Australia: Report of older single women’s extreme risk of poverty may see aged pension overhaul Print E-mail
The Sydney Morning Herald ~~ Friday March 21 2008

Women face extreme risk of poverty in old age

Mark Metherell

Before you judge her ....... walk a mile in her shoes

AGEING single women are more likely than men to miss out on the golden years, scrimping along without superannuation and on an unfairly frugal pension, a report to the Senate says.

The Senate's Community Affairs Committee has demanded an overhaul of the age pension, identifying single pensioners, particularly women, as those "at extreme risk of falling into poverty".

Older single women tend to have missed out on compulsory superannuation and must rely on a pension that is low by English-speaking countries' standards.

They receive a pension of $546.80 a fortnight, compared with the $913.60 for couples, even though many fixed costs such as rates, rents and bills vary little between singles and couples.

The meagre payment meant pensioners were often reduced to relying on donations of food from friends and even, according to one inquiry witness, to "raiding dumpsters to retrieve bread, fruit, vegetables … and sometimes meat" discarded by grocery chains. Others told the inquiry of going to bed early to cut heating bills, and forgoing social visits to or from friends because of transport and meal costs.

The committee agreed to a bipartisan verdict acknowledging pensions had increased in real terms in the past decade. But after hundreds of submissions the committee said the comparatively widespread prosperity "obscures the fact that the distribution of wealth among many older Australians is unbalanced".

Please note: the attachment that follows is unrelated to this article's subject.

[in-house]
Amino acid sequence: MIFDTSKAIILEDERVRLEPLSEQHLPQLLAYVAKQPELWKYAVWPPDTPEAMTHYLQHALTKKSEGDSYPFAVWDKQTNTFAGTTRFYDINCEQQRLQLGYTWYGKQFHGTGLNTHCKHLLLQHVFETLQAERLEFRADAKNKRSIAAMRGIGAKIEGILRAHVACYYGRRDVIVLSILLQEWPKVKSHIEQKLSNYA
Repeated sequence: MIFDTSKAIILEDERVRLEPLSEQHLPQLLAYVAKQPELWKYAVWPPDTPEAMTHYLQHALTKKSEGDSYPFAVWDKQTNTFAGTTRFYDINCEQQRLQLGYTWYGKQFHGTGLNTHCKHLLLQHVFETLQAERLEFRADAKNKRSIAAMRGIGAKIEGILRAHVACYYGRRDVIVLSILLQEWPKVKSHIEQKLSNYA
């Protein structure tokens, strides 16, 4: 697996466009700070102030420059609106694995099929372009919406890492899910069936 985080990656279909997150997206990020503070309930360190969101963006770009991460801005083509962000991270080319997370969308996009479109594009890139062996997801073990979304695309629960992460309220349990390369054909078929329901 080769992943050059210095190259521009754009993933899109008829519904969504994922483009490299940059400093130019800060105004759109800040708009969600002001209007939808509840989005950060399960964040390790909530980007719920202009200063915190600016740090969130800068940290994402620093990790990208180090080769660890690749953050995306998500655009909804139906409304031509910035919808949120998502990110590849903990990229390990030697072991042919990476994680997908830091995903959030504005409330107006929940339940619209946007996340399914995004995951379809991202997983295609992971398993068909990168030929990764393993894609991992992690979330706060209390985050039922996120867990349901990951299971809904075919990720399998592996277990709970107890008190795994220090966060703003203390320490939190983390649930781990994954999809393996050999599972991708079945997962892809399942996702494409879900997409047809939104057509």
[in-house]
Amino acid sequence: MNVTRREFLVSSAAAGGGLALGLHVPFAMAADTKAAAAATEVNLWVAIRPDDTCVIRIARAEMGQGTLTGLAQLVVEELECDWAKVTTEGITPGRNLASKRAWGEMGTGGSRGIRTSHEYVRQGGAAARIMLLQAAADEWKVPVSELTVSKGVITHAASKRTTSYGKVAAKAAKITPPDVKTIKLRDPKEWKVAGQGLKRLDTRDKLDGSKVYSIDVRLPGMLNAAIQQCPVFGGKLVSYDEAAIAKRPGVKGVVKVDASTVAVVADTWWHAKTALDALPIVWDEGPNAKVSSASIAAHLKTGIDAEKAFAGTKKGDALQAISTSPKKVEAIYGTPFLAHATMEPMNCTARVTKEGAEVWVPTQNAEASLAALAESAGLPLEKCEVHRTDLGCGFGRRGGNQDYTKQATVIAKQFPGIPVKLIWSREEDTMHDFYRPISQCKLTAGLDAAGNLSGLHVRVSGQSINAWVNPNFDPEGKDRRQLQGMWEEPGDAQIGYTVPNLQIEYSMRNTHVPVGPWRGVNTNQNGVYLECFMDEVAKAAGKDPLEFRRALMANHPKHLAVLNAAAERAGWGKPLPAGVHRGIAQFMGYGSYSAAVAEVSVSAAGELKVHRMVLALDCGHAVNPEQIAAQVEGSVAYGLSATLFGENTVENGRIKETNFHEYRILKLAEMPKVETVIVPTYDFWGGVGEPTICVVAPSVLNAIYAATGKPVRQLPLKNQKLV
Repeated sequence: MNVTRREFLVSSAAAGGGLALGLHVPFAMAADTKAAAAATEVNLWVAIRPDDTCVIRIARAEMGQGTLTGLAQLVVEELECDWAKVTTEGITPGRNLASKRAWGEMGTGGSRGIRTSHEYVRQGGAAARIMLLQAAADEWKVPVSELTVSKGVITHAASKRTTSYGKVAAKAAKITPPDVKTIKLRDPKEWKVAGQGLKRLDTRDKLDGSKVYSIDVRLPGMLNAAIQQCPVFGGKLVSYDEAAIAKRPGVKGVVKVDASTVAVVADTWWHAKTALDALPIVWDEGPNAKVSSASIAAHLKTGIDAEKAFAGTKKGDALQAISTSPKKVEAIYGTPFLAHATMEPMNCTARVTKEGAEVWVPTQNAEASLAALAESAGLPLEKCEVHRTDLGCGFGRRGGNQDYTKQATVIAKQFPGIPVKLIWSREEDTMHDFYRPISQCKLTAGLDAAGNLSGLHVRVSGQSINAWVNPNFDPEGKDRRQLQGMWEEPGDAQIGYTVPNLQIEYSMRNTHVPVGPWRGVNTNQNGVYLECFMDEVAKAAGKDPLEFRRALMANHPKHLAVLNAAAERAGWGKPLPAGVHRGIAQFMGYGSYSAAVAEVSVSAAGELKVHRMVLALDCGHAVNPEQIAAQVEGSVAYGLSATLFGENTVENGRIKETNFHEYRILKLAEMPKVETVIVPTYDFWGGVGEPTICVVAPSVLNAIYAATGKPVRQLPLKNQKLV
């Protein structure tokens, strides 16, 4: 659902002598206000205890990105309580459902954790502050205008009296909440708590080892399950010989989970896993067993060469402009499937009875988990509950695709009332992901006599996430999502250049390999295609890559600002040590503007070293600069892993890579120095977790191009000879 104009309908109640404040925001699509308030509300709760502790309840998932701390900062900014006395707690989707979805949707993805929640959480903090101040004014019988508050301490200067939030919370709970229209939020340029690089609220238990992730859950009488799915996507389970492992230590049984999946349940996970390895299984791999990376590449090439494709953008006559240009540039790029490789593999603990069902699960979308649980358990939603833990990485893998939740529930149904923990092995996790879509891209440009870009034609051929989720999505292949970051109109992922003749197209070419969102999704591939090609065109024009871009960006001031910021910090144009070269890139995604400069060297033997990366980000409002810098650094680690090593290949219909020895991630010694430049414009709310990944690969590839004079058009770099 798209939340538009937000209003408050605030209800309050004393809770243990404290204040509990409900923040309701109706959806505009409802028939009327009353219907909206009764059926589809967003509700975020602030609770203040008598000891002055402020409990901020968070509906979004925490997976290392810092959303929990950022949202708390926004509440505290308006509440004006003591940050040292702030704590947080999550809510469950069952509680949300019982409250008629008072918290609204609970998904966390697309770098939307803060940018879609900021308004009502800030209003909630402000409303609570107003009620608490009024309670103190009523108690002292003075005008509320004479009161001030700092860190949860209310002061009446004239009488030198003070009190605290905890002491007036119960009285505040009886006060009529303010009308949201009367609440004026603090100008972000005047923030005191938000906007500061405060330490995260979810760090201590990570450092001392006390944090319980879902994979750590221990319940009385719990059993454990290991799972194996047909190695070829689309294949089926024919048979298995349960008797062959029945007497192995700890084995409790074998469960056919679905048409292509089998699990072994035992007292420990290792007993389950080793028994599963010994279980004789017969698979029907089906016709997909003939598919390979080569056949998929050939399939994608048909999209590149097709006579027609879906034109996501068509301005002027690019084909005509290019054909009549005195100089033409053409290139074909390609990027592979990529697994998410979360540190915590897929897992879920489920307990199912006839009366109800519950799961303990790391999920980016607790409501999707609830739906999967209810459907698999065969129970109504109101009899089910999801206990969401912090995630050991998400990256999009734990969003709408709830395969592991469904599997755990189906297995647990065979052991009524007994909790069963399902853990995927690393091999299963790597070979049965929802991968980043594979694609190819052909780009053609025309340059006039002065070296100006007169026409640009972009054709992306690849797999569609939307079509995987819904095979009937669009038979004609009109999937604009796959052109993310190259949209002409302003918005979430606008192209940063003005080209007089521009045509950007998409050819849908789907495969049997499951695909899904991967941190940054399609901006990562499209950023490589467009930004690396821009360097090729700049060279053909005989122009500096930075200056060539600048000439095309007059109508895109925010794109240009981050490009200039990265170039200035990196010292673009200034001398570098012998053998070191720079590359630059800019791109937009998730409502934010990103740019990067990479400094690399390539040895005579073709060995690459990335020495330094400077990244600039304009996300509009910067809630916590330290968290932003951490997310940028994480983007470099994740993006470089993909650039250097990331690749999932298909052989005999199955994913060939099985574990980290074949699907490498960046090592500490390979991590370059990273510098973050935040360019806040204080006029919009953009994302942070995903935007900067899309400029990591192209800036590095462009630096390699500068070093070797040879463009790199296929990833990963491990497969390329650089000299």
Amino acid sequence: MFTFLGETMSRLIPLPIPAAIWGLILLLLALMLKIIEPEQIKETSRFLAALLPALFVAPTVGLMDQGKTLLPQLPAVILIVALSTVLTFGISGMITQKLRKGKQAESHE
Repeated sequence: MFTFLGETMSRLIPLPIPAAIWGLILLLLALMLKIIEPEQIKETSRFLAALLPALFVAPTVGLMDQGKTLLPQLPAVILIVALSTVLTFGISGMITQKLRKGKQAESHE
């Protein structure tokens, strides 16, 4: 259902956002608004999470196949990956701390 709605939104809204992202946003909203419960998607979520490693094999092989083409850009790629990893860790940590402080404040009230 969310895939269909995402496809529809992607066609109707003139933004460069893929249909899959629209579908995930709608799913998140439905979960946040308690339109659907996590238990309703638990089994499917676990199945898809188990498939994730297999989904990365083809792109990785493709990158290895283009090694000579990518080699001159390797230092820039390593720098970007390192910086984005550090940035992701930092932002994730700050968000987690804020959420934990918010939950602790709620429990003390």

Many Australians, particularly those on low, fixed incomes with little discretionary spending capacity, were vulnerable to living cost rises. They were disproportionately affected by increases in essential goods and services: food, rent, petrol, utilities and health care. Growing medical and pharmaceutical costs and the lack of affordable dental services were disturbing.

"These older Australians do not enjoy a decent quality of life," the committee said.

The committee's call for a rethink on the level of the pension and the way it is calculated triggered a chorus of calls from seniors groups for the single pension to be lifted from the current 60 per cent to at least two-thirds of the couple rate.

The chief executive of National Seniors Australia, Michael O'Neill, said the findings "confirm what every pensioner knows: living on a pension has become almost impossible unless you have additional income".

The Government late yesterday signalled that it would consider lifting the single pension.

The Minister for Families and Community Services, Jenny Macklin, said the report highlighted that those who relied on the pension as their sole income were among those most in financial stress.